Cameron Clarke becomes fulltime member of the Sangberg team

Sangberg Architects has hired Cameron Clarke, newly educated architect from KADK, as a fulltime employee. We asked Cameron to tell us a bit about his final project at KADK and what makes Sangberg Architects an interesting workplace through Cameron’s eyes.

Before British Cameron Clarke came to Denmark a few years ago to study a master’s in architecture at KADK, he had obtained a bachelor’s degree from The Sheffield School of Architecture in the UK, after which he went to London and worked at an architectural practice for 5 years. Now Cameron has graduated from the programme ‘Urbanism and Societal Change’ at the Royal Danish Academy of Fine Arts, School of Architecture (KADK) in Copenhagen – a master’s programme that focuses on larger scale city planning as well as challenges at an architectural scale.

I was fascinated by the extraordinary rate of change that you find everywhere in China. Architecturally the brand new is built right up against the ancient, and this makes for an incredibly complex urban life

“Close to Home” – inspired by the simplicity of lightweight and small-scale Chinese architecture

For his thesis graduation project, Cameron went to Xicheng, a neighbourhood in the centre of Beijing, China, as he through several visits to China had developed an interest in the complexity of the Chinese architecture: “Over the last 2 years I have travelled from Copenhagen to Beijing a number of times, and I was fascinated by the extraordinary rate of change that you find everywhere in China. Architecturally the brand new is built right up against the ancient, and this makes for an incredibly complex urban life which is constantly forcing people to change how they live their lives.”

my project explored how healthcare facilities from a network of smaller, contextual and lightweight architecture could locate treatment closer to patients’ homes and communities

Cameron’s trips to Beijing were the foundation for his graduation project called “Close to Home”, where he investigated the impact that this change has had on the mental wellbeing of local citizens in Xicheng. With inspiration from adaptable vernacular architecture of the traditional ‘Hutong’ neighbourhoods – and the similarity to the traditional simple timber architecture still found in the Danish countryside – Cameron worked towards designing an alternative system of mental healthcare facilities.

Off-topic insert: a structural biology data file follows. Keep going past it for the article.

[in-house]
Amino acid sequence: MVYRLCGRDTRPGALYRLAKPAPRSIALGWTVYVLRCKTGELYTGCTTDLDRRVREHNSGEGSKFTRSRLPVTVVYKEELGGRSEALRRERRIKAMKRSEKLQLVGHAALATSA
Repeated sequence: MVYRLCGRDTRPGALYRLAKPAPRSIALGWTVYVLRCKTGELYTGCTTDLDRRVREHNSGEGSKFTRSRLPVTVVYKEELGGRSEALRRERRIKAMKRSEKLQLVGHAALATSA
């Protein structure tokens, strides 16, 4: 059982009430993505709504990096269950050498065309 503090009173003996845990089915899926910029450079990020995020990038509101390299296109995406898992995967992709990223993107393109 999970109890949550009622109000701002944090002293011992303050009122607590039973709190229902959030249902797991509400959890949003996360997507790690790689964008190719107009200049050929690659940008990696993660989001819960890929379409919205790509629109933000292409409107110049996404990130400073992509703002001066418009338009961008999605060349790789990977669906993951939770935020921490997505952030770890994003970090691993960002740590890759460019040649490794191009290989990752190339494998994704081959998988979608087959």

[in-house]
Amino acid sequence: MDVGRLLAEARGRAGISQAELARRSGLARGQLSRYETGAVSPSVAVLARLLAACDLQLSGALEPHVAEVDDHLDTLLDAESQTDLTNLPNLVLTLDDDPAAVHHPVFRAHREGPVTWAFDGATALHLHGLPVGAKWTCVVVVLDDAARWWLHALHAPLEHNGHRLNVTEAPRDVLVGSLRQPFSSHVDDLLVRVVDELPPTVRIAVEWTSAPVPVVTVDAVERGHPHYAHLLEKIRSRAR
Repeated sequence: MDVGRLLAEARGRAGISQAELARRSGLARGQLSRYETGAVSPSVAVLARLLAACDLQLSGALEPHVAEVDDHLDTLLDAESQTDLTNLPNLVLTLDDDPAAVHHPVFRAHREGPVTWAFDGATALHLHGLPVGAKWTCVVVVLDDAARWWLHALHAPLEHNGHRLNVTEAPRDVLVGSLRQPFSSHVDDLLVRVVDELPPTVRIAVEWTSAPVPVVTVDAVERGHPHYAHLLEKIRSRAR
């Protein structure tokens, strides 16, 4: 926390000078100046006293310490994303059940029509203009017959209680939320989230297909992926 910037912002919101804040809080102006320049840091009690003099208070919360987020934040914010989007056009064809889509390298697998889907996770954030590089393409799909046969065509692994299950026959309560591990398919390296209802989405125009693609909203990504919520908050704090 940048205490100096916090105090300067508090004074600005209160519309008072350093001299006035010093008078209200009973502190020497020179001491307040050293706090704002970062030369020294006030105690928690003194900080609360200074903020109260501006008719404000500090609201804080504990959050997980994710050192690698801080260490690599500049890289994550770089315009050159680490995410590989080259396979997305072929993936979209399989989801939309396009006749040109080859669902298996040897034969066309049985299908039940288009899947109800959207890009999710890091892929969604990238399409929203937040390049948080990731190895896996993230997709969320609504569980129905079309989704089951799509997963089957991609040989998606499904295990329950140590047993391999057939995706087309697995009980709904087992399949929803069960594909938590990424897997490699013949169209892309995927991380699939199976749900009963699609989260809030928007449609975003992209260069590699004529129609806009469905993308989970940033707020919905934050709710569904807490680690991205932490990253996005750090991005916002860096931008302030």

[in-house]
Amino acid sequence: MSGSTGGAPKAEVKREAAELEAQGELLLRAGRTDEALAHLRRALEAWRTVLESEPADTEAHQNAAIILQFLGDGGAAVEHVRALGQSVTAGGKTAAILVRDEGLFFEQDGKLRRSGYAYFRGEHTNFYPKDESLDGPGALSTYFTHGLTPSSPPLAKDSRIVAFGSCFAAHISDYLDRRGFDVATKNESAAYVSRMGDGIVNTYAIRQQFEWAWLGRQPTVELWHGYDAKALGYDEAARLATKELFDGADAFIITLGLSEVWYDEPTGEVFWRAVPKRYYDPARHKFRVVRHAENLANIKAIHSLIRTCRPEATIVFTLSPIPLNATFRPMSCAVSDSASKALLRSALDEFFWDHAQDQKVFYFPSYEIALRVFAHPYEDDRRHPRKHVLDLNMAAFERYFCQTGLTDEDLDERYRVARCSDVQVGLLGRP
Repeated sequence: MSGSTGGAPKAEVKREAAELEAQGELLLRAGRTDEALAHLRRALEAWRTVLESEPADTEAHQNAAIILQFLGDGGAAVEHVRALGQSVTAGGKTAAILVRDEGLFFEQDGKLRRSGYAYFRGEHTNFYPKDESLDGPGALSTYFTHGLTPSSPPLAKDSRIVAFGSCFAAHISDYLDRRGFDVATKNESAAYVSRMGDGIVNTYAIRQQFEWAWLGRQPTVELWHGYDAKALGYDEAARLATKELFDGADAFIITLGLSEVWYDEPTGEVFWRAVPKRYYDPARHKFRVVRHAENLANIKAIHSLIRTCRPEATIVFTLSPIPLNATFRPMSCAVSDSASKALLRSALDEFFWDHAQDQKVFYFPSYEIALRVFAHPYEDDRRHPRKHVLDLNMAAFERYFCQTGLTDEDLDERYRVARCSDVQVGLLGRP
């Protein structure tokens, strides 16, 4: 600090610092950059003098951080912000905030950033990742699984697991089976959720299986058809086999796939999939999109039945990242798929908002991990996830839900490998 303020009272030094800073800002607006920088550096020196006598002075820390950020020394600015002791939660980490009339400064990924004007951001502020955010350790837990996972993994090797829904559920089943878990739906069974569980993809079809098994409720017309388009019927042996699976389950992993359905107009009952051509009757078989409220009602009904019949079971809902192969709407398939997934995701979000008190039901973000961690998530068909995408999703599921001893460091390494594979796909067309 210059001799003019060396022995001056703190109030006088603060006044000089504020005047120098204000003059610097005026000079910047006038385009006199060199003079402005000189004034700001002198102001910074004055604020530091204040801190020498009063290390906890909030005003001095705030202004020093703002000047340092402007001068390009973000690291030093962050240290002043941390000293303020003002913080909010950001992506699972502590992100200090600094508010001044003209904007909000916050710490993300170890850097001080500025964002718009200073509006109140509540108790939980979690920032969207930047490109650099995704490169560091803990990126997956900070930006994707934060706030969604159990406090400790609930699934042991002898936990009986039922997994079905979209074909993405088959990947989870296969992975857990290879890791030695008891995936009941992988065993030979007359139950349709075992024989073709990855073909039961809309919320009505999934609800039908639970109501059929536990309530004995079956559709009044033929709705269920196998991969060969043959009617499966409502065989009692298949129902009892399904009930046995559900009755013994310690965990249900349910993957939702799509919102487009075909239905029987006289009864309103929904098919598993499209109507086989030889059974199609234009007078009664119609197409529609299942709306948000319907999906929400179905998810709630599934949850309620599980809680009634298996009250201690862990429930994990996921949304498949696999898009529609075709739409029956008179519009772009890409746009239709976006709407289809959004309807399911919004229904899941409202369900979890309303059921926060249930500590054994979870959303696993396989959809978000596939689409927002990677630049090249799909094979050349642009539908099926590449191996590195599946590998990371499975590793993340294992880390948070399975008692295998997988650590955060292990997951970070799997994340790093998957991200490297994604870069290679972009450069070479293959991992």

“Currently in China the only limited mental healthcare facilities are located in huge hospitals on the outsides of the cities, forcing already vulnerable patients to leave their local social and support networks. Rather than this approach, my project explored how healthcare facilities from a network of smaller, contextual and lightweight architecture could locate treatment closer to patients’ homes and communities,” Cameron explains.

A professional match

At Sangberg, we are very pleased to now have Cameron as a fulltime employee, and we asked him why Sangberg to him is an interesting place to work: “I’m excited to be working for Sangberg because of the range of scales that the company works with from carefully crafted individual buildings to urban masterplans and strategic thinking. I mostly admire architecture that is light in its use of materials and creates beautiful spaces without needing to be expensive or exclusive. I think Sangberg’s strategy reflects this appreciation, and so I’m looking forward to learning from this philosophy and how the company makes projects.”

Welcome on board to Cameron. We look forward to benefit from his creative thinking and ways of forming architecture, and we are sure Cameron will be as much of an inspiration to us as we hopefully can be to him.

“Close to Home” was awarded the 2019 KADK United Nations Scholarship.
Read more about Cameron’s thesis project at KADK’s website.